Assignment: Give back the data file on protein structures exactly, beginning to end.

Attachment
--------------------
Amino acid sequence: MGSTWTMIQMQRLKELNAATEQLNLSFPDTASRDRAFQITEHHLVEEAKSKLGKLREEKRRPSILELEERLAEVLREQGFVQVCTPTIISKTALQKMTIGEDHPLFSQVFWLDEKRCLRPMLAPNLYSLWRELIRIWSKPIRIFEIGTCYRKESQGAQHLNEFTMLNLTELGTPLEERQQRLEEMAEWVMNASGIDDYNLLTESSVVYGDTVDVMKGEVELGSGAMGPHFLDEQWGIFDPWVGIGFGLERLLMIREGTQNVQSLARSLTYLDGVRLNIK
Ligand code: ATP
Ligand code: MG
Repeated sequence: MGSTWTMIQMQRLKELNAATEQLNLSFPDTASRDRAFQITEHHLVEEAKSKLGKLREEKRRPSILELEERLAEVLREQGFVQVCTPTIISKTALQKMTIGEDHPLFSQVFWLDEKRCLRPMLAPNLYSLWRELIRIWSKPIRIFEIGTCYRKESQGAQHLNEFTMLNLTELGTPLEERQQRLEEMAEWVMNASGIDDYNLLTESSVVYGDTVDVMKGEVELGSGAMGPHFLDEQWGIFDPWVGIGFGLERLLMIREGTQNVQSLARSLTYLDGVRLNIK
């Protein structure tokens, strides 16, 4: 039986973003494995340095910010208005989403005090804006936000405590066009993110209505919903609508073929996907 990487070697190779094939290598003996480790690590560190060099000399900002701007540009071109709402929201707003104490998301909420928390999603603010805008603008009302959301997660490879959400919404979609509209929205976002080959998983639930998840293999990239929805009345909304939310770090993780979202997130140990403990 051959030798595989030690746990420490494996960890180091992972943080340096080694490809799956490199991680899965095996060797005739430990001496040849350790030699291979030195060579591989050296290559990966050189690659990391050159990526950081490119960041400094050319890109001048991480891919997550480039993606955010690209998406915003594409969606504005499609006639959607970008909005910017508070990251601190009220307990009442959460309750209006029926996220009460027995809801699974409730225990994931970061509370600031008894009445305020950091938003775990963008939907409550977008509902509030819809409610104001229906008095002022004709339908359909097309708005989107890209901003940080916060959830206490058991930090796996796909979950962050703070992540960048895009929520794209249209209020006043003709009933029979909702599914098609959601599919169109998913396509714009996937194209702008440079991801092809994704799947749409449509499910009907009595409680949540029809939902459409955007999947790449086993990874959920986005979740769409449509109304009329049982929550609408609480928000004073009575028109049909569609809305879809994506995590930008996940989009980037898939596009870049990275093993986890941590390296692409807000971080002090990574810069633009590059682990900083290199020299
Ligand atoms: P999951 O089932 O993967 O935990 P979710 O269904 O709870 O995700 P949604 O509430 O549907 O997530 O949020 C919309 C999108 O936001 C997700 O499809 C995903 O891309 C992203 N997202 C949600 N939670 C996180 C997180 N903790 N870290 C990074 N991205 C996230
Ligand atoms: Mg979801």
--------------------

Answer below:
Amino acid sequence: MGSTWTMIQMQRLKELNAATEQLNLSFPDTASRDRAFQITEHHLVEEAKSKLGKLREEKRRPSILELEERLAEVLREQGFVQVCTPTIISKTALQKMTIGEDHPLFSQVFWLDEKRCLRPMLAPNLYSLWRELIRIWSKPIRIFEIGTCYRKESQGAQHLNEFTMLNLTELGTPLEERQQRLEEMAEWVMNASGIDDYNLLTESSVVYGDTVDVMKGEVELGSGAMGPHFLDEQWGIFDPWVGIGFGLERLLMIREGTQNVQSLARSLTYLDGVRLNIK
Ligand code: ATP
Ligand code: MG
Repeated sequence: MGSTWTMIQMQRLKELNAATEQLNLSFPDTASRDRAFQITEHHLVEEAKSKLGKLREEKRRPSILELEERLAEVLREQGFVQVCTPTIISKTALQKMTIGEDHPLFSQVFWLDEKRCLRPMLAPNLYSLWRELIRIWSKPIRIFEIGTCYRKESQGAQHLNEFTMLNLTELGTPLEERQQRLEEMAEWVMNASGIDDYNLLTESSVVYGDTVDVMKGEVELGSGAMGPHFLDEQWGIFDPWVGIGFGLERLLMIREGTQNVQSLARSLTYLDGVRLNIK
């Protein structure tokens, strides 16, 4: 039986973003494995340095910010208005989403005090804006936000405590066009993110209505919903609508073929996907 990487070697190779094939290598003996480790690590560190060099000399900002701007540009071109709402929201707003104490998301909420928390999603603010805008603008009302959301997660490879959400919404979609509209929205976002080959998983639930998840293999990239929805009345909304939310770090993780979202997130140990403990 051959030798595989030690746990420490494996960890180091992972943080340096080694490809799956490199991680899965095996060797005739430990001496040849350790030699291979030195060579591989050296290559990966050189690659990391050159990526950081490119960041400094050319890109001048991480891919997550480039993606955010690209998406915003594409969606504005499609006639959607970008909005910017508070990251601190009220307990009442959460309750209006029926996220009460027995809801699974409730225990994931970061509370600031008894009445305020950091938003775990963008939907409550977008509902509030819809409610104001229906008095002022004709339908359909097309708005989107890209901003940080916060959830206490058991930090796996796909979950962050703070992540960048895009929520794209249209209020006043003709009933029979909702599914098609959601599919169109998913396509714009996937194209702008440079991801092809994704799947749409449509499910009907009595409680949540029809939902459409955007999947790449086993990874959920986005979740769409449509109304009329049982929550609408609480928000004073009575028109049909569609809305879809994506995590930008996940989009980037898939596009870049990275093993986890941590390296692409807000971080002090990574810069633009590059682990900083290199020299
Ligand atoms: P999951 O089932 O993967 O935990 P979710 O269904 O709870 O995700 P949604 O509430 O549907 O997530 O949020 C919309 C999108 O936001 C997700 O499809 C995903 O891309 C992203 N997202 C949600 N939670 C996180 C997180 N903790 N870290 C990074 N991205 C996230
Ligand atoms: Mg979801």